Nikon AF-S 24-120mm f/3.5-5.6G ED-IF VR
Review Date : Sun, 30 Jan 2011
Author : Jon Tarrant
With plenty of functionality delivered at a reasonable price, what's not to like about this Nikon optic?
|Pros:||Lots of features and solid all-round performance|
|Cons:||Lower MTF figures wide-open at longer focal lengths|
This lens is packed full of features, the most obvious of which is a generous 5x zoom range that will cover the majority of eventualities for many full-frame users. It also represents a useful mid-wide-to-telephoto zoom range (36-180mm) on a DX body.
Deeper within, Nikon has installed its Silent-Wave Motor (SWM) AF system. This means that focusing is quick and almost silent: if the focus-lock audio confirmation beep is activated then that's by far the loudest sound that you will hear when using this lens. SWM also means that the AF mode allows full-time manual intervention and the feel of the manual-focus ring in MF mode is absolutely perfect.
Finally, on an individual-element level, the lens incorporates two extra-low dispersion (ED) glass elements and aspherical profiles in an attempt to control chromatic aberrations. It has to be said that this is not entirely successful as some colour fringing was detected at both ends of the zoom range during technical testing but the extent is very small.
Ergonomically, the 24-120mm lens is an absolute joy to use once the lens hood has been fitted (the lens simply cannot be used if the lens hood is reversed for storage). The zoom ring is furthest forward and sits nicely under the fingers and thumb of the user's left hand: it is perhaps just a shade stiff but that really is being a bit picky. The focusing ring is just behind and offers just the right amount of resistance.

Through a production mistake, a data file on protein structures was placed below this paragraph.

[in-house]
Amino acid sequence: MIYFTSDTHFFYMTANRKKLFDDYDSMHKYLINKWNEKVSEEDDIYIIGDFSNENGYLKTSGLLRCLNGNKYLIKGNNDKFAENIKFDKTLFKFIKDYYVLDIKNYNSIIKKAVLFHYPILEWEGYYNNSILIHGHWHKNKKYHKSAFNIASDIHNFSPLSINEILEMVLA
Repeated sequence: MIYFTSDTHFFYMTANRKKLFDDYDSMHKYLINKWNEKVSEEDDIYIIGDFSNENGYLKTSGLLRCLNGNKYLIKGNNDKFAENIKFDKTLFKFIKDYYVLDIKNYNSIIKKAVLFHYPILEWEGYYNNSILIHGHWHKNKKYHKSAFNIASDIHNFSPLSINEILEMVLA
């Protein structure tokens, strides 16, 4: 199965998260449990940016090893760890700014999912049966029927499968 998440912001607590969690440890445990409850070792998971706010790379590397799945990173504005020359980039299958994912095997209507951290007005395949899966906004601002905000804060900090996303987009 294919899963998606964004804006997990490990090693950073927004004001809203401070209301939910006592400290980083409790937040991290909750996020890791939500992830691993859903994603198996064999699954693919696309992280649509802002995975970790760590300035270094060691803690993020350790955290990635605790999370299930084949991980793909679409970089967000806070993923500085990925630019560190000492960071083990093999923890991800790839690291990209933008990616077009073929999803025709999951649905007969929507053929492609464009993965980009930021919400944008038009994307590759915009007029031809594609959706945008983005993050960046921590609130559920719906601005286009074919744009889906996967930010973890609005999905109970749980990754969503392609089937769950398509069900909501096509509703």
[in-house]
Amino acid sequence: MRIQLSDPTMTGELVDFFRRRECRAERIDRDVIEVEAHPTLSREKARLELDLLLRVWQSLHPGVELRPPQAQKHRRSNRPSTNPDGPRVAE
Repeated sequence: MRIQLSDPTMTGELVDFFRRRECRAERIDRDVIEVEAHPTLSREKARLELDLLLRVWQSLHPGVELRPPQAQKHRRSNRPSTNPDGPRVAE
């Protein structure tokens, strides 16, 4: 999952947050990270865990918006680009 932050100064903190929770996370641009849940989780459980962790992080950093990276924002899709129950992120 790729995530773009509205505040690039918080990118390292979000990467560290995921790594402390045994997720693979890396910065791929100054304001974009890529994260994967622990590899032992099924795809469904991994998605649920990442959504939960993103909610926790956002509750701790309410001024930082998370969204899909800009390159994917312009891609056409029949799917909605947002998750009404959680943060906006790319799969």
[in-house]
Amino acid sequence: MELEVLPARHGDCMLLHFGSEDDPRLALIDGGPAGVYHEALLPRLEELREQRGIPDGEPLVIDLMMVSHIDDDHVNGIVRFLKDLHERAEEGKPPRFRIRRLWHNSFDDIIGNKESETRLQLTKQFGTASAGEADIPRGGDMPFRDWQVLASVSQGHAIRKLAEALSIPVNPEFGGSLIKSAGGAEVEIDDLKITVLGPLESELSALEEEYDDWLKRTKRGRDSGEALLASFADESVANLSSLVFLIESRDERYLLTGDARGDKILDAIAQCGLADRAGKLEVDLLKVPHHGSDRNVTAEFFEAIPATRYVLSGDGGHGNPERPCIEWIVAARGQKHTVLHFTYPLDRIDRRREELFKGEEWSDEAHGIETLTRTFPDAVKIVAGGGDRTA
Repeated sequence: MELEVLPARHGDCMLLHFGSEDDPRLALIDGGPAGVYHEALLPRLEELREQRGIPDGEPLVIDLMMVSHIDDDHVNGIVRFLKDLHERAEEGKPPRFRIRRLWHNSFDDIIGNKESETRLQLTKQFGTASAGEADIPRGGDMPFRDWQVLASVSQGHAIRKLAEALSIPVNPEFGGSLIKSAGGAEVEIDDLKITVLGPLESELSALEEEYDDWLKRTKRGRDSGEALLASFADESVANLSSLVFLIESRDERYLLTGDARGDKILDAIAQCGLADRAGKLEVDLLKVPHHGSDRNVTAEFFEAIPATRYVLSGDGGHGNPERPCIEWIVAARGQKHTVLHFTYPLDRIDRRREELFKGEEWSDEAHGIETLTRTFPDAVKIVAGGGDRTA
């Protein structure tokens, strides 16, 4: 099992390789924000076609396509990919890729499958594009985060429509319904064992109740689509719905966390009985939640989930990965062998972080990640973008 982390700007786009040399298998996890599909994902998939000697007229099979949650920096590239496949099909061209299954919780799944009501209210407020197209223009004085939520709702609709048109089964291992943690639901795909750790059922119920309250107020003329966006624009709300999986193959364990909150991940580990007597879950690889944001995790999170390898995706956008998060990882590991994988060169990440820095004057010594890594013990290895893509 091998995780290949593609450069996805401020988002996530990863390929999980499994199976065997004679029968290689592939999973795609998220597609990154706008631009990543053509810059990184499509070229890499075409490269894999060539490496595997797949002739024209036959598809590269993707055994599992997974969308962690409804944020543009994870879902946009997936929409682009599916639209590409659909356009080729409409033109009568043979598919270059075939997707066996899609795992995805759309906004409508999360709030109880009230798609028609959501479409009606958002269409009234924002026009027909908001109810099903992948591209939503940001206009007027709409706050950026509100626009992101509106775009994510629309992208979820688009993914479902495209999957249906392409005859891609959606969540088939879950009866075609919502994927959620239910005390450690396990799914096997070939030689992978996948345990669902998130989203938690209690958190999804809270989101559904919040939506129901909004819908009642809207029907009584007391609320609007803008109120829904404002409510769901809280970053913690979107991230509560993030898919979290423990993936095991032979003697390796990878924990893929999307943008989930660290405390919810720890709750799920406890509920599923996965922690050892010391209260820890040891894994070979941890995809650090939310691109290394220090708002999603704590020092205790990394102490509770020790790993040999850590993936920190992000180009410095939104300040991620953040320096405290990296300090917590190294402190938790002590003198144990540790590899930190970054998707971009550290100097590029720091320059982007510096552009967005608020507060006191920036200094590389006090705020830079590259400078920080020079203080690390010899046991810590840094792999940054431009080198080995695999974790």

To the rear of both rings is a focus-distance window, with the AF/MF slider immediately below to the left and the VR Off/On slider further below that. The switches are awkward to reach and a little stiff but this is not a serious problem.
Technical testing shows that the lens performs well when it is used under the optimum conditions but there definitely are sweet spots that need to be hit in order to get the highest results. The lens works best at focal-lengths below 50mm (when it holds at least 0.25 cycles-per-pixel from wide-open to roughly f/22). When setting longer focal-lengths it is best to avoid maximum aperture if maintaining optimum image quality is important and at 120mm all aperture settings below f/16 should also be avoided.
Overall this is a decent, feature-packed lens. It is a solid all-rounder and scores more highly using a DX D80 than when mounted on a full-frame D700.